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Could the Body’s Own Defense Against ALS Actually Drive Disease Progression?

From the lab of Tom Maniatis, PhD, Columbia's Zuckerman Institute

Differences in disease progression in spinal interneurons, a type of nerve cell that generally succumbs to ALS in later stages of disease. Left: Normal ALS models, showing protein aggregation (red/green) in spinal interneurons. Right: autophagy-suppressed ALS models, showing virtually no aggregation (Credit: Tom Maniatis/Columbia's Zuckerman Institute).

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The Senses August 31, 2017

How Does Rafael Nadal Keep His Eye on the Ball? The Neuroscience of Vision

In celebration of the 2017 US Open, Columbia's Zuckerman Institute presents a piece that explores the minds behind the talents. Join us for a tour led by neuroscientist Rudy Behnia, PhD, an expert in vision at Columbia's Zuckerman Institute.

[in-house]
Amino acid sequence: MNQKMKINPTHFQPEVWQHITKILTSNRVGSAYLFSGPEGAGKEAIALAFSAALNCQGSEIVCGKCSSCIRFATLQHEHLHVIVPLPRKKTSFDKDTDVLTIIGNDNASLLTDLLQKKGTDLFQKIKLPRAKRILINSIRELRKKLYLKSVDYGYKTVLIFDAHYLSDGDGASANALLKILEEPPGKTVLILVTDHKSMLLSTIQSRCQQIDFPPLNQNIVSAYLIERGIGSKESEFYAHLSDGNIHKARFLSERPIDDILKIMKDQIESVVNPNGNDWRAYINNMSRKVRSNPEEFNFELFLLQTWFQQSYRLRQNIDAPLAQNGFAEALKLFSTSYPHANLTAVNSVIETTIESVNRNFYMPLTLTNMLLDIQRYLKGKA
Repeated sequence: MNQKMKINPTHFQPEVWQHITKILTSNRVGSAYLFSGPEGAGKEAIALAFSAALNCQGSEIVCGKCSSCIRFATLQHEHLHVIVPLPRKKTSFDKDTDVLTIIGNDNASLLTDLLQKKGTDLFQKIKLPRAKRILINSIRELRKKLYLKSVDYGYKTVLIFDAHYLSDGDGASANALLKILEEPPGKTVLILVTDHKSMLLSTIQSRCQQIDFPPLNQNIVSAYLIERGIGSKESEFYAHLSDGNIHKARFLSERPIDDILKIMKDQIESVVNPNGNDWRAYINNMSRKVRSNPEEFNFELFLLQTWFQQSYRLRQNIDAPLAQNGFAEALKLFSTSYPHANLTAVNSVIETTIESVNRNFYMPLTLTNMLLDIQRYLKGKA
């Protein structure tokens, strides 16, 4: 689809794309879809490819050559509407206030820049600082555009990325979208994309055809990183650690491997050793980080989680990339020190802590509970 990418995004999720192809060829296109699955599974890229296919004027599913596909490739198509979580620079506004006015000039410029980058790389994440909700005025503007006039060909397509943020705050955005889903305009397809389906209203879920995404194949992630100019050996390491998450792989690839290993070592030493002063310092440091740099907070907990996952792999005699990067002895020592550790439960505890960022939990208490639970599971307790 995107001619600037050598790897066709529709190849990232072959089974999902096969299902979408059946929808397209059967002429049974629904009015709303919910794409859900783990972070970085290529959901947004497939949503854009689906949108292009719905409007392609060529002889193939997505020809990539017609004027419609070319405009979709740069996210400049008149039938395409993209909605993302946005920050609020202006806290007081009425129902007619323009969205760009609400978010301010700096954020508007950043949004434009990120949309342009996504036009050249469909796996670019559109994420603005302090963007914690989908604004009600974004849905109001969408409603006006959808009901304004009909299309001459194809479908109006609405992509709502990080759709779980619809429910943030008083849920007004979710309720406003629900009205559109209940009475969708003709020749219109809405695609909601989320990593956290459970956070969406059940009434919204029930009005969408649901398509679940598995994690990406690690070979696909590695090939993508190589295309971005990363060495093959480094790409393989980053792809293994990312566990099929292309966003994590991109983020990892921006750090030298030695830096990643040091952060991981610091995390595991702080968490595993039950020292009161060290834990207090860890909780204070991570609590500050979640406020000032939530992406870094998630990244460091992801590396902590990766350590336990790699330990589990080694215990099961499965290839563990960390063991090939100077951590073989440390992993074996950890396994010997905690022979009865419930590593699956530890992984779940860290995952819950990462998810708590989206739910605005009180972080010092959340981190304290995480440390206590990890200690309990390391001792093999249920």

The Senses August 9, 2017

How the Tongue Keeps Its Tastes Straight

Signals sent by tongue’s taste cells prevent the brain from confusing bitter and sweet tastes.

The Senses May 22, 2017

How the Brain Turns Down the Volume on Your Noisy Body

A Q&A with Nathaniel Sawtell, PhD

The Senses January 26, 2017

Jeff Koons First Artist-in-Residence at Zuckerman Institute

Though artists and scientists may sometimes speak different languages, there is much they can learn from each other.

The Senses September 22, 2016

Columbia Neuroscientist Wins Support of Leading Science Institute

Stavros Lomvardas, an expert on olfaction, our sense of smell, earns funding and recognition from the Howard Hughes Medical Institute.

The Senses September 6, 2016

Columbia’s Carol Mason Wins Vision Award for Studies of How Visual Circuits Develop

Prize recognizes decades of work that explores how the eyes connect to the brain and lays the groundwork for new ways to treat vision damage.

The Senses July 25, 2016

Seeing with Both Sides of the Brain

In her research, Carol Mason asks: How do nerve cells in the eye know where to go in the brain?

The Senses July 12, 2016

A Researcher Comes Face-to-Face with Sight

Ning Qian is exploring how the brain makes sense of the world we see, as well as why people with autism often find it difficult to look at faces.

The Senses April 25, 2016

Locating the Brain’s Motion Detectors

At Columbia's Zuckerman Institute, Rudy Behnia asks: How does the visual system perceive movement?

The Senses November 18, 2015

Scientists Turn Tastes On and Off by Activating and Silencing Brain Cells

New study proves that sense of taste is hardwired in the brain, independent of learning or experience